Automakers are turning to Baby Boomers to market their products, and there is a really simple reason for that: that’s where the money is.
Baby Boomers’ retirement savings may have been creamed by the financial crisis and their inheritances shrinking as parents live longer and need expensive care, but Boomers are buying new cars like never before.
People age 50 and older now buy more than 6 of every 10 new vehicles sold — 62% — says a new study from J.D. Power and AARP. That’s up sharply from 39% in 2001 when Power began tracking the data.
For the Detroit automakers, Boomers now account for 67% of sales.
“The amazing thing is the retirees. They’re coming in waves,” said Dan Frost, owner of Cadillac of Novi and also Chrysler-Jeep-Dodge-Ram dealerships in Michigan. “They used to be cash buyers. Now we’re getting them into leases so they come back in a few years.”
The flip side of the research: Forget their kids. Buyers age 18 to 34 now are just 13% of the new-car market — down from 24% in 2001.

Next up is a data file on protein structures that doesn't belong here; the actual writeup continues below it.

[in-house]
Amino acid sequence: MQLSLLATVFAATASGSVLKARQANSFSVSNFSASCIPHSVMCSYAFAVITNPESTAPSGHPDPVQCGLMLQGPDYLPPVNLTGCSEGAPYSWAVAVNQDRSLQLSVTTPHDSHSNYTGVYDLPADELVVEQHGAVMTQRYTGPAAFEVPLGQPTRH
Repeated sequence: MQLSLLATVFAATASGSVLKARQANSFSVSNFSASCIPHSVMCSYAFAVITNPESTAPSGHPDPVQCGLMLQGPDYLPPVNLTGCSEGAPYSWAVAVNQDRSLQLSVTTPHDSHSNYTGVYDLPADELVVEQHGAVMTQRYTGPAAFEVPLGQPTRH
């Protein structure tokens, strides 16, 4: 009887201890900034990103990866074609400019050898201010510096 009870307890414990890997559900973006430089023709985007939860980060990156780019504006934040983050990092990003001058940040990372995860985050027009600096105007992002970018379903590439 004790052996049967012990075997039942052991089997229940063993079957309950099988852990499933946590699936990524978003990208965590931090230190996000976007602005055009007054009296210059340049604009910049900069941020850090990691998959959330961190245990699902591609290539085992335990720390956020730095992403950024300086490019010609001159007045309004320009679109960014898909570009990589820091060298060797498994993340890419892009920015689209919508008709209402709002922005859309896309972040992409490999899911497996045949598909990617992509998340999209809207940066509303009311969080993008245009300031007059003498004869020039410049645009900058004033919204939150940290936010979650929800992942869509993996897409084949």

“Boomers can afford to buy new vehicles. Millennials cannot. The numbers don’t lie,” said Mark Bradbury, director of integrated marketing at AARP Media.
The post-WW II Baby Boom is defined by demographers as Americans born from 1946 through 1964. Millennials were born after the late 1970s.
The research calls into question automakers’ current rush to court younger buyers through social media or targeted reality shows, such as Ford’s “Escape Routes.” True, some Boomers spend significant time on social media and watching shows aimed at their children and grandchildren, but until the incomes of more Millennials stabilize and grow, the question will persist.
“You can’t build any loyalty among people who are not paying attention,” said AARP’s Bradbury.
Americans older than 50 do make up a larger percentage of the population now, about 42%, up from 37% in 2000, Census data show. Their share of new vehicle purchasing grew at a much faster clip in the same period.
18- to 34-year-olds’ new-car market share declined, even as their portion of the population stayed about the same — 23.2% in 2010 vs. 23.8% in 2000.